Many who are new to the world of microcontrollers and Arduino are confused by all the different ESP8266 based hardware out there. One question that arises is "What's the difference between an ESP8266, NodeMCU, and ESP12?"
Let's have a look!
The ESP8266 itself, at its core, is a microcontroller with built-in WiFi in a single, small form factor chip. It's manufactured by Espressif and it became very popular among makers due to its excellent Arduino support and affordable price.
This type of chip is also known as a "System-on-a-Chip" (or "SoC" for short). It means that all or most components of a computer are integrated into a single chip. Here the computer isn't powerful enough to run Windows, but it can run the code we write for it.
The ESP12 (or ESP12E, ESP12F ...) is an RF module containing the ESP8266 SoC and other necessary components, like the antenna. With a module like this, it's a lot easier to design products with WiFi capabilities, as you can simply add the module without needing a lot of extra components.
The ESP12 is made by AI-Thinker, but Espressif also has its own modules like the ESP-WROOM-02. There are a variety of modules available. They usually only differ in form factor, price, and antenna design.
The NodeMCU is a popular development board based on the ESP8266. It features not only the ESP12 Module, which contains the ESP8266. But it also comes with a USB connector and breadboard-friendly pins, to make it easy for you to test and develop projects for the ESP8266.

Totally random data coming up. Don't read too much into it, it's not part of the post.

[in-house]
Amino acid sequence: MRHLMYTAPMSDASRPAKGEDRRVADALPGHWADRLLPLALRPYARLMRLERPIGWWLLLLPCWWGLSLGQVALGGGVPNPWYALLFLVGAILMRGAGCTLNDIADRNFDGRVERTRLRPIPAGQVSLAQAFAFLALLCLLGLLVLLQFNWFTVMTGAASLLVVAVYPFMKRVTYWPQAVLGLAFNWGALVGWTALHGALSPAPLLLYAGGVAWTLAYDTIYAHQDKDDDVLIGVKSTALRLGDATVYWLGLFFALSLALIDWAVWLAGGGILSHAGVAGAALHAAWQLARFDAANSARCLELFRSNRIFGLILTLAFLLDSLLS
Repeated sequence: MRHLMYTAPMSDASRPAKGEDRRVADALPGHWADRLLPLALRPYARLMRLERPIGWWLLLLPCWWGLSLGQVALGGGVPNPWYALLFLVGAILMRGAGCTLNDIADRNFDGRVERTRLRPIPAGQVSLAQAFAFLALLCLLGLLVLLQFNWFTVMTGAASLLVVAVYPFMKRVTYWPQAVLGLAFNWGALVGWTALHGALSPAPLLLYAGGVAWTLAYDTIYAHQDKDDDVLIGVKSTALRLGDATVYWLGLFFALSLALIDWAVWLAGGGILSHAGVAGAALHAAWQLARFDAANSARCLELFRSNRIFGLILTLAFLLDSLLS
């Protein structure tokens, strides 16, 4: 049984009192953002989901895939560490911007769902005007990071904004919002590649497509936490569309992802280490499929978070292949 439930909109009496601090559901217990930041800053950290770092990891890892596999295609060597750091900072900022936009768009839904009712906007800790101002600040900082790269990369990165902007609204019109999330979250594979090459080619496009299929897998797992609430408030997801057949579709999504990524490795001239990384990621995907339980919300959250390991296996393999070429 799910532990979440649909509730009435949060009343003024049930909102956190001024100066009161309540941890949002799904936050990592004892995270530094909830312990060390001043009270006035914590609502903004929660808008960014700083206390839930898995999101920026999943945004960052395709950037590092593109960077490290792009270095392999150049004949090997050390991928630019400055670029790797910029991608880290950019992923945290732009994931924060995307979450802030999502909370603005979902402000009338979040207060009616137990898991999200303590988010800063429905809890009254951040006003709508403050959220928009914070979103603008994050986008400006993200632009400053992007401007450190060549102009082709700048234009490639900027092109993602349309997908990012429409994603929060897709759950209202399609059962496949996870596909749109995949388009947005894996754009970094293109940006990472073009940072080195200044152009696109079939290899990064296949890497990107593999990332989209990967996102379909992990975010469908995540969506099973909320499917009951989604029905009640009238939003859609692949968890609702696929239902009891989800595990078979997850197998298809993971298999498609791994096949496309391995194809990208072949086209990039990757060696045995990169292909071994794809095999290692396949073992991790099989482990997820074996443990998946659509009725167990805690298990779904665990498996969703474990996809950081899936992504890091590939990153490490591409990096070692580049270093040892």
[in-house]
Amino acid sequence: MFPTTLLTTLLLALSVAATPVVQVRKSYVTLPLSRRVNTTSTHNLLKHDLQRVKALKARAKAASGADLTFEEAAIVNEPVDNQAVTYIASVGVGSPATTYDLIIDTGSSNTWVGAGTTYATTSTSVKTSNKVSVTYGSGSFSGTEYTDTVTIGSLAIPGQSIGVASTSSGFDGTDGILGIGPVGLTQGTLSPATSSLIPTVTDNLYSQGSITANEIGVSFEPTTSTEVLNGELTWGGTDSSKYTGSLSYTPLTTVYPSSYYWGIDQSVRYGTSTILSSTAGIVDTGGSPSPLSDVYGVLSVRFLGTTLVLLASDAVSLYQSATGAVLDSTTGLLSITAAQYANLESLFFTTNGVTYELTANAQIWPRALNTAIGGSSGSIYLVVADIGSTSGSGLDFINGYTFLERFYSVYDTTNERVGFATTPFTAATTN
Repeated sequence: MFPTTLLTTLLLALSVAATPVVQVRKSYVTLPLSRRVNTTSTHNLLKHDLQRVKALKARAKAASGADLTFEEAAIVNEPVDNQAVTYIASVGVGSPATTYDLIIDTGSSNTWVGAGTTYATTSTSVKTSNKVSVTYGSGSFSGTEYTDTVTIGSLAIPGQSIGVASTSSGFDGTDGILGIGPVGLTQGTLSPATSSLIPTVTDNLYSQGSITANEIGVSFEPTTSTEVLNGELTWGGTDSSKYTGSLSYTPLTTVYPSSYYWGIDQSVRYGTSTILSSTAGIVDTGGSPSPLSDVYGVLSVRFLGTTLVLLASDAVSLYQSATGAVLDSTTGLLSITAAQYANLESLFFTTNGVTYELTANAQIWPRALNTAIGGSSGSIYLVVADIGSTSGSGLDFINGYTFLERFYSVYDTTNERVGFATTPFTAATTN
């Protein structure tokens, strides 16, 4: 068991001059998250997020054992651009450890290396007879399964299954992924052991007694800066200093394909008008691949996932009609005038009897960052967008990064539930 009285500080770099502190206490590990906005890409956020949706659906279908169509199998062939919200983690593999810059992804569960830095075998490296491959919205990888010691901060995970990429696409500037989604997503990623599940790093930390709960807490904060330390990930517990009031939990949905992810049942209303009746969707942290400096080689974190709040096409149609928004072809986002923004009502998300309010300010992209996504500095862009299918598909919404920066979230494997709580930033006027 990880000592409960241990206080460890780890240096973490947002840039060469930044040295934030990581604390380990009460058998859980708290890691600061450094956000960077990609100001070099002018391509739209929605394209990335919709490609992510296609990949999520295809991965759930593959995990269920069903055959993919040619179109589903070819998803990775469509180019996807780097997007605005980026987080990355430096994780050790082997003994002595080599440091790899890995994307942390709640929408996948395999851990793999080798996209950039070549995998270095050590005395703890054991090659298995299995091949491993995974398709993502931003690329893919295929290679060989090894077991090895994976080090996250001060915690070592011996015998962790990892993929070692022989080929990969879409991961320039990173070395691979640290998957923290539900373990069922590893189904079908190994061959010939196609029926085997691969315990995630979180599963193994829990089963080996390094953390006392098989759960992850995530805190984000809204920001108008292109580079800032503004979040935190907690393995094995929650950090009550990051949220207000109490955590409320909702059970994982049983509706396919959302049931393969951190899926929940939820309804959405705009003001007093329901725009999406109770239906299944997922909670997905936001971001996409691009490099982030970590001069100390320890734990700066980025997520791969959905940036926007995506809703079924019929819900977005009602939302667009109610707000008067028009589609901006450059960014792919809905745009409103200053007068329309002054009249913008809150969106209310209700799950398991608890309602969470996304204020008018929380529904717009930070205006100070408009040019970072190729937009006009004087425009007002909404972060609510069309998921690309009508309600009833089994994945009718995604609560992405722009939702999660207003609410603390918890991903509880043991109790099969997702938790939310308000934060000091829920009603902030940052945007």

There are plenty of other development boards out there. Other popular ESP8266 based boards include the D1 Mini or the Feather HUZZAH by Adafruit. Espressif also makes its own development boards like the ESP8266-DevKitC.
All these boards may differ in form factor and additional features (i.e. LiPo battery charger), but in the end, they are all just an easy way for you to make something with the ESP8266.
The NodeMCU has an ESP12, which itself is a module containing the ESP8266.
You could compare it to a computer which has a Mainboard, which itself has a CPU.
Because our ESP8266 Deauther project requires an ESP8266 to run (hence the name), you'd need to get development boards that use the ESP8266 (either directly or in a module like the ESP12) to recreate the project.
Of course, you could technically just buy the SoC or a module, but it would be impossible to make any use of it without additional equipment. Like using a CPU without a mainboard.
Meanwhile, a development board will have all the needed hardware onboard.
So that's the difference between an SoC, RF module, and development board. Of course, the same concept applies to other chips, like the ESP32. We just took the ESP8266 as an example here.